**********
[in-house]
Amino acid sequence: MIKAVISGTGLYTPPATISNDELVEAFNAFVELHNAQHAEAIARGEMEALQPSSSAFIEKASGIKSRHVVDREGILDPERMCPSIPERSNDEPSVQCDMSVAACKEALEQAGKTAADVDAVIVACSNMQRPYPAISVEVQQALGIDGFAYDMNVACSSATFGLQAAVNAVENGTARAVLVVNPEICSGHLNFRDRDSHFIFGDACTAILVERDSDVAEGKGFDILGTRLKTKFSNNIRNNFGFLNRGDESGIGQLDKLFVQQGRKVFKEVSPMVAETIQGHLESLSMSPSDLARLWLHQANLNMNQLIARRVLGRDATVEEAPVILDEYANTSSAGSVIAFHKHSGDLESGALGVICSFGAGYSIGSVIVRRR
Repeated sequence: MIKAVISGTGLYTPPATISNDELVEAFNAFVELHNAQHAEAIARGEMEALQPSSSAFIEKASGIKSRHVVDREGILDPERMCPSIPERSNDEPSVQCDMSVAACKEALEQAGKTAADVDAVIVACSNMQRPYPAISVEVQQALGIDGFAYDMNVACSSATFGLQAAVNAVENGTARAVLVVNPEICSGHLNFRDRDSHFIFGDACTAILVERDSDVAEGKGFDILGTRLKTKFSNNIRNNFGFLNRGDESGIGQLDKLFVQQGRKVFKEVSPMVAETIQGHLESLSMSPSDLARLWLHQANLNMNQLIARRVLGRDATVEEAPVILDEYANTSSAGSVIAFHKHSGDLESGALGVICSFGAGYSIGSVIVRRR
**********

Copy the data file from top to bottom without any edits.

[in-house]
Amino acid sequence: MIKAVISGTGLYTPPATISNDELVEAFNAFVELHNAQHAEAIARGEMEALQPSSSAFIEKASGIKSRHVVDREGILDPERMCPSIPERSNDEPSVQCDMSVAACKEALEQAGKTAADVDAVIVACSNMQRPYPAISVEVQQALGIDGFAYDMNVACSSATFGLQAAVNAVENGTARAVLVVNPEICSGHLNFRDRDSHFIFGDACTAILVERDSDVAEGKGFDILGTRLKTKFSNNIRNNFGFLNRGDESGIGQLDKLFVQQGRKVFKEVSPMVAETIQGHLESLSMSPSDLARLWLHQANLNMNQLIARRVLGRDATVEEAPVILDEYANTSSAGSVIAFHKHSGDLESGALGVICSFGAGYSIGSVIVRRR
Repeated sequence: MIKAVISGTGLYTPPATISNDELVEAFNAFVELHNAQHAEAIARGEMEALQPSSSAFIEKASGIKSRHVVDREGILDPERMCPSIPERSNDEPSVQCDMSVAACKEALEQAGKTAADVDAVIVACSNMQRPYPAISVEVQQALGIDGFAYDMNVACSSATFGLQAAVNAVENGTARAVLVVNPEICSGHLNFRDRDSHFIFGDACTAILVERDSDVAEGKGFDILGTRLKTKFSNNIRNNFGFLNRGDESGIGQLDKLFVQQGRKVFKEVSPMVAETIQGHLESLSMSPSDLARLWLHQANLNMNQLIARRVLGRDATVEEAPVILDEYANTSSAGSVIAFHKHSGDLESGALGVICSFGAGYSIGSVIVRRR